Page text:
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Circa 275-270 BC.
Cast coin. O/ bust of Hercules l.;three pellets. R/ Prow of galley;three pellets.
Teruncius (Apulia, Luceria. Circa 220 BC
Augustus Quadrans
Quadrans of Domitian

The quadrans (literally meaning "a quarter") was a low-value Roman bronze coin worth one quarter of an as. The quadrans was issued from the beginning of cast bronze coins during the Roman Republic with three pellets representing three unciae as a mark of value. The obverse type, after some early variations, featured the bust of Hercules, while the reverse featured the prow of a galley. Coins with the same value were issued from other cities in Central Italy, using a cast process.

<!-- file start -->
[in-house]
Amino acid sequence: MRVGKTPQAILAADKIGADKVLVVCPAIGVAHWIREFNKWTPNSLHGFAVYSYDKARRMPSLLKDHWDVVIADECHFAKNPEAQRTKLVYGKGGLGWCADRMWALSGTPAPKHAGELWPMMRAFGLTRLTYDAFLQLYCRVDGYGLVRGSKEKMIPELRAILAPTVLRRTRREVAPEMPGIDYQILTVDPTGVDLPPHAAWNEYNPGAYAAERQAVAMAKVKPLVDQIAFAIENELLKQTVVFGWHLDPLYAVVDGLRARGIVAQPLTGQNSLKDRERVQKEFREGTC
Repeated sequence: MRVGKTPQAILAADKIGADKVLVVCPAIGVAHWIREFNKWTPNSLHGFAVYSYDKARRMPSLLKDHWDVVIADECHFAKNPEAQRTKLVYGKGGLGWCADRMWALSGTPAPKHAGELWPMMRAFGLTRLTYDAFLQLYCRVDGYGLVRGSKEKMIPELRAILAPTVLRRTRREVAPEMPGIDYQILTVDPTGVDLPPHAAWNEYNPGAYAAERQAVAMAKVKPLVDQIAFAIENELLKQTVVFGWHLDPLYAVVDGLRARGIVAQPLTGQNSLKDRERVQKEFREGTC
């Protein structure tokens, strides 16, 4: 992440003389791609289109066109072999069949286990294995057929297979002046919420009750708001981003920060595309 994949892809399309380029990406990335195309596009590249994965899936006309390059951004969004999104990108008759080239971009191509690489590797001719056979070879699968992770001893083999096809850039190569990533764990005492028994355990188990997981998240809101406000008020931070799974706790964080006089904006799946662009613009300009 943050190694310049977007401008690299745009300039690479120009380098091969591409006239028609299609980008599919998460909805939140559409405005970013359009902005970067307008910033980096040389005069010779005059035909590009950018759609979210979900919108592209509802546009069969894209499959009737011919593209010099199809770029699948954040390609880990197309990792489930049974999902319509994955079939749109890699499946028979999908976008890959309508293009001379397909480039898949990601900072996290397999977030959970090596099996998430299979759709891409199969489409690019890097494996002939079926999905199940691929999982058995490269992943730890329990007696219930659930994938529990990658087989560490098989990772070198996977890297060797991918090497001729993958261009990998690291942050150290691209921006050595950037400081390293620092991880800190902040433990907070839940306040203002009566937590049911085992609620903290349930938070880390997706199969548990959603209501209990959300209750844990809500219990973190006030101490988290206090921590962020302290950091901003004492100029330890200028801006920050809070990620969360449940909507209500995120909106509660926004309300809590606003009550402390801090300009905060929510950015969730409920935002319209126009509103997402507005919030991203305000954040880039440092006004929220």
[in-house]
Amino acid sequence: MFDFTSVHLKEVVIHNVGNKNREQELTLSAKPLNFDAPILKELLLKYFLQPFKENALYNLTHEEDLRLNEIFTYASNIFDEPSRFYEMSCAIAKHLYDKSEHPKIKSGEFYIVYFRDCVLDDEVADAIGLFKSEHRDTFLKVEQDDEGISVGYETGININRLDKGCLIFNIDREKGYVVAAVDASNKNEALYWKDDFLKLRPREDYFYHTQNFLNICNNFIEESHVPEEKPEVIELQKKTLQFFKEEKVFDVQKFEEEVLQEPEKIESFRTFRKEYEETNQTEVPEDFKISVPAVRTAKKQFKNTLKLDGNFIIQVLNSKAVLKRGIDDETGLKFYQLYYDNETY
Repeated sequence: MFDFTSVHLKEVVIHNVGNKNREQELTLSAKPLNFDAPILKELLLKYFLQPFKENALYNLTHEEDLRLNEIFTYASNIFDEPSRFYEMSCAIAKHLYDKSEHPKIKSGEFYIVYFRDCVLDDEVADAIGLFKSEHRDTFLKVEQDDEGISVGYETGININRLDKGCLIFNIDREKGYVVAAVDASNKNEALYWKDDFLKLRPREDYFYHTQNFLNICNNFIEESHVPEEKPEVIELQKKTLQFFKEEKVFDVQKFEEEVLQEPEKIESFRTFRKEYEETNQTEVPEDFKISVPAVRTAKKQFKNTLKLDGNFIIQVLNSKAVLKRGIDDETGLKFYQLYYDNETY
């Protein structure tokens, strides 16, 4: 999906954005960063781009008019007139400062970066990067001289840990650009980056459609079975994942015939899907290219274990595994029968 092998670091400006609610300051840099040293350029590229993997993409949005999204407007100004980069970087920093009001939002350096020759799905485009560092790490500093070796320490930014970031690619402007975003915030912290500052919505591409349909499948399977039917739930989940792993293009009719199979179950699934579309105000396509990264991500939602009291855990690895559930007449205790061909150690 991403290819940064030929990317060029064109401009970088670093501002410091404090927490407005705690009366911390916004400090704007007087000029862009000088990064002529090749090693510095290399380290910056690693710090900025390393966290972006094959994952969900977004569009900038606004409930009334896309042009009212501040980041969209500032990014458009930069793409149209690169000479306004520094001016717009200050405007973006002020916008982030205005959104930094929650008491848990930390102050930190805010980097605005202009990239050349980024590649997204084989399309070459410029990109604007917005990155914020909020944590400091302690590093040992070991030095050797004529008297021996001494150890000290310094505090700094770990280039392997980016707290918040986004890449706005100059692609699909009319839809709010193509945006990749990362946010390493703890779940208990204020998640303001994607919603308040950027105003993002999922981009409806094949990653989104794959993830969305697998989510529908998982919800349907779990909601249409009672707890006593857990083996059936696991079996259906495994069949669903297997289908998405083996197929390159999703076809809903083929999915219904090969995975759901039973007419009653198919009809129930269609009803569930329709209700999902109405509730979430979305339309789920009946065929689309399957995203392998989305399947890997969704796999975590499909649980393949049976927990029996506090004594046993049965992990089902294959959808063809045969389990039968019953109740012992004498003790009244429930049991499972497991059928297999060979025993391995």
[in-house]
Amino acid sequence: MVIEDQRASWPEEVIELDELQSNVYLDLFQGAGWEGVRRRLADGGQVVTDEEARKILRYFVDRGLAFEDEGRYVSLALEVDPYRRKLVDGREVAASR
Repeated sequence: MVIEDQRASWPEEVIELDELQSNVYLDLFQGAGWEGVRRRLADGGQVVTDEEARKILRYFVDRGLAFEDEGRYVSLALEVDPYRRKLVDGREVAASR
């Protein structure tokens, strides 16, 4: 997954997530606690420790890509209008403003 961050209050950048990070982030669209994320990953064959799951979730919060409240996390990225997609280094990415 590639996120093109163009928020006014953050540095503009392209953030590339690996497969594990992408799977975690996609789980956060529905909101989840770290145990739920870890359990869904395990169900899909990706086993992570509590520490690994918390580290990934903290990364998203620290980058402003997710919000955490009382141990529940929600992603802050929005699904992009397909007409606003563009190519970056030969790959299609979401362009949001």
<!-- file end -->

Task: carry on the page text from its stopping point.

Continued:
After ca. 90 BC, when bronze coinage was reduced to the semuncial standard, the quadrans became the lowest-valued coin in production. It was produced sporadically until the time of Antoninus Pius (AD 138-161). Unlike other coins during the Roman Empire, the quadrans rarely bore the image of the emperor. The quadrans was also known as teruncius, i.e. "three unciae".

The Greek word for the quadrans was κοδράντης (kodrantes), which was translated in the King James Version of the Bible as "farthing".

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